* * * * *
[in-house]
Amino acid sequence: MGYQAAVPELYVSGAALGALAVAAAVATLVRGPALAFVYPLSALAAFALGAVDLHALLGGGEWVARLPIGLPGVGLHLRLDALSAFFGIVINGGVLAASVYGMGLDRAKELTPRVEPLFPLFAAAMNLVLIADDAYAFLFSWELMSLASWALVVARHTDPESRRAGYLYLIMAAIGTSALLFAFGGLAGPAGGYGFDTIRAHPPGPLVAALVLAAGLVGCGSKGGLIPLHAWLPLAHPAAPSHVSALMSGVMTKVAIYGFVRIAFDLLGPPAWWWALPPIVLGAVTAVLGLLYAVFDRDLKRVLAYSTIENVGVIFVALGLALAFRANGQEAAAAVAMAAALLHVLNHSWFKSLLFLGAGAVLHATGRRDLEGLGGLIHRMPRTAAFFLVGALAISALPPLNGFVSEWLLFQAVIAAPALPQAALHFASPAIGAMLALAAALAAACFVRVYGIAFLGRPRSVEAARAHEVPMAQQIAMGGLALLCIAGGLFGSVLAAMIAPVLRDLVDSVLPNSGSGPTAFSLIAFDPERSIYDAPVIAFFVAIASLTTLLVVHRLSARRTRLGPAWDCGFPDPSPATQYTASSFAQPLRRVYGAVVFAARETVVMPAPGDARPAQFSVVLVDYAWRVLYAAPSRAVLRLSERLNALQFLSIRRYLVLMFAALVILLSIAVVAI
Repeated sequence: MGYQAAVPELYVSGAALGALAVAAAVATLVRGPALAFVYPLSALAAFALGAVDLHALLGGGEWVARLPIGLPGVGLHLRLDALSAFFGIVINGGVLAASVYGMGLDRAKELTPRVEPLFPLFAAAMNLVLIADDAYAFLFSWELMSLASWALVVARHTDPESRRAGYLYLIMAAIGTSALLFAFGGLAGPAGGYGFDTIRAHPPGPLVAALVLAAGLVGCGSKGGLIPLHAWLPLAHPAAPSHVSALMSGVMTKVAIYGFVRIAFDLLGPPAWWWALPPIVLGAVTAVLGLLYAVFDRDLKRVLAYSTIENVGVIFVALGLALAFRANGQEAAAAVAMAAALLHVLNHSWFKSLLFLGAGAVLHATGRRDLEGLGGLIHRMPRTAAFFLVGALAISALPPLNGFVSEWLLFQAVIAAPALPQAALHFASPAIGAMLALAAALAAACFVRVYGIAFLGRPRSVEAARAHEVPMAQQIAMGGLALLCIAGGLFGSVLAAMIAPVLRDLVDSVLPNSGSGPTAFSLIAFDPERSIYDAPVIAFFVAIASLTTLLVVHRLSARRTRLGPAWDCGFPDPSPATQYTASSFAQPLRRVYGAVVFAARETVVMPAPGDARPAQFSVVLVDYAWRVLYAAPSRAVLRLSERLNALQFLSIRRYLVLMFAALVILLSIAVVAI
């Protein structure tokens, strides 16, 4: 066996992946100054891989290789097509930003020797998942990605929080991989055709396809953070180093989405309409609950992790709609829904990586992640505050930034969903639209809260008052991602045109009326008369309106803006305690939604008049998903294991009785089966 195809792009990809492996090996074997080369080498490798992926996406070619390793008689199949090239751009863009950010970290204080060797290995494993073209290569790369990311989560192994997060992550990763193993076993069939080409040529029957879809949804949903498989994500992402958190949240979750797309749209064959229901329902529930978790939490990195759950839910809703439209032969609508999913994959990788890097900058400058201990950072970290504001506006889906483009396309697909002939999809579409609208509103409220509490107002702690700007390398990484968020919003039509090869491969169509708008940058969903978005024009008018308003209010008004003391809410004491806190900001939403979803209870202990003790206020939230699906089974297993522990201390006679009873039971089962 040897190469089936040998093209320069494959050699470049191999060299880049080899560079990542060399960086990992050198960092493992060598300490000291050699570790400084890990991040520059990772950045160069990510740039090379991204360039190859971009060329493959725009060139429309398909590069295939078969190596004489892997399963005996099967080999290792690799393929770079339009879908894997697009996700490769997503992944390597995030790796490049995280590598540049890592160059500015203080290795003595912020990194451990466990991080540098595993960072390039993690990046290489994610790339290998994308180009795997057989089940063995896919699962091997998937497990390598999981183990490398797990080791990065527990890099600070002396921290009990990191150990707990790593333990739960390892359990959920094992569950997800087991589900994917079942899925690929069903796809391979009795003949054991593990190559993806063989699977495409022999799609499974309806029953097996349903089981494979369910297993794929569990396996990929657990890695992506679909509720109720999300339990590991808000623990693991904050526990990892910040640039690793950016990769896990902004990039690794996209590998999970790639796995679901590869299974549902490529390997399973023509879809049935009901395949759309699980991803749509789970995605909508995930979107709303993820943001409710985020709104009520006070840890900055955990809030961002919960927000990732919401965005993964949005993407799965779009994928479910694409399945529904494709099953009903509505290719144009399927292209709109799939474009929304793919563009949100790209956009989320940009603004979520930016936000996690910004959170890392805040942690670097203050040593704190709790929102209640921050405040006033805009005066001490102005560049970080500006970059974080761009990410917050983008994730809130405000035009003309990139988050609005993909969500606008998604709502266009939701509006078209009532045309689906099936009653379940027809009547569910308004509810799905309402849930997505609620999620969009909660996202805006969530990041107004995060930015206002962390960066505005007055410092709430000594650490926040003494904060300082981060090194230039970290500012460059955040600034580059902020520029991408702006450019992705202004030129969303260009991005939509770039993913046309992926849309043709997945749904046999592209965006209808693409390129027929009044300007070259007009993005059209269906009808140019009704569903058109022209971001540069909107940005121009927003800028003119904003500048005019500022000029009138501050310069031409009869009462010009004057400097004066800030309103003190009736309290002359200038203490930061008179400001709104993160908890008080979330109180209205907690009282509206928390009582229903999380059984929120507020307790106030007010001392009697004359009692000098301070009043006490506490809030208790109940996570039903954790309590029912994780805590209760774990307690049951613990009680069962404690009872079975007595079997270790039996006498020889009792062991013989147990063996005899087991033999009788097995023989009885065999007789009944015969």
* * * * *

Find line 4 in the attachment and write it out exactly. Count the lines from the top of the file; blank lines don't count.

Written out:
């Protein structure tokens, strides 16, 4: 066996992946100054891989290789097509930003020797998942990605929080991989055709396809953070180093989405309409609950992790709609829904990586992640505050930034969903639209809260008052991602045109009326008369309106803006305690939604008049998903294991009785089966 195809792009990809492996090996074997080369080498490798992926996406070619390793008689199949090239751009863009950010970290204080060797290995494993073209290569790369990311989560192994997060992550990763193993076993069939080409040529029957879809949804949903498989994500992402958190949240979750797309749209064959229901329902529930978790939490990195759950839910809703439209032969609508999913994959990788890097900058400058201990950072970290504001506006889906483009396309697909002939999809579409609208509103409220509490107002702690700007390398990484968020919003039509090869491969169509708008940058969903978005024009008018308003209010008004003391809410004491806190900001939403979803209870202990003790206020939230699906089974297993522990201390006679009873039971089962 040897190469089936040998093209320069494959050699470049191999060299880049080899560079990542060399960086990992050198960092493992060598300490000291050699570790400084890990991040520059990772950045160069990510740039090379991204360039190859971009060329493959725009060139429309398909590069295939078969190596004489892997399963005996099967080999290792690799393929770079339009879908894997697009996700490769997503992944390597995030790796490049995280590598540049890592160059500015203080290795003595912020990194451990466990991080540098595993960072390039993690990046290489994610790339290998994308180009795997057989089940063995896919699962091997998937497990390598999981183990490398797990080791990065527990890099600070002396921290009990990191150990707990790593333990739960390892359990959920094992569950997800087991589900994917079942899925690929069903796809391979009795003949054991593990190559993806063989699977495409022999799609499974309806029953097996349903089981494979369910297993794929569990396996990929657990890695992506679909509720109720999300339990590991808000623990693991904050526990990892910040640039690793950016990769896990902004990039690794996209590998999970790639796995679901590869299974549902490529390997399973023509879809049935009901395949759309699980991803749509789970995605909508995930979107709303993820943001409710985020709104009520006070840890900055955990809030961002919960927000990732919401965005993964949005993407799965779009994928479910694409399945529904494709099953009903509505290719144009399927292209709109799939474009929304793919563009949100790209956009989320940009603004979520930016936000996690910004959170890392805040942690670097203050040593704190709790929102209640921050405040006033805009005066001490102005560049970080500006970059974080761009990410917050983008994730809130405000035009003309990139988050609005993909969500606008998604709502266009939701509006078209009532045309689906099936009653379940027809009547569910308004509810799905309402849930997505609620999620969009909660996202805006969530990041107004995060930015206002962390960066505005007055410092709430000594650490926040003494904060300082981060090194230039970290500012460059955040600034580059902020520029991408702006450019992705202004030129969303260009991005939509770039993913046309992926849309043709997945749904046999592209965006209808693409390129027929009044300007070259007009993005059209269906009808140019009704569903058109022209971001540069909107940005121009927003800028003119904003500048005019500022000029009138501050310069031409009869009462010009004057400097004066800030309103003190009736309290002359200038203490930061008179400001709104993160908890008080979330109180209205907690009282509206928390009582229903999380059984929120507020307790106030007010001392009697004359009692000098301070009043006490506490809030208790109940996570039903954790309590029912994780805590209760774990307690049951613990009680069962404690009872079975007595079997270790039996006498020889009792062991013989147990063996005899087991033999009788097995023989009885065999007789009944015969």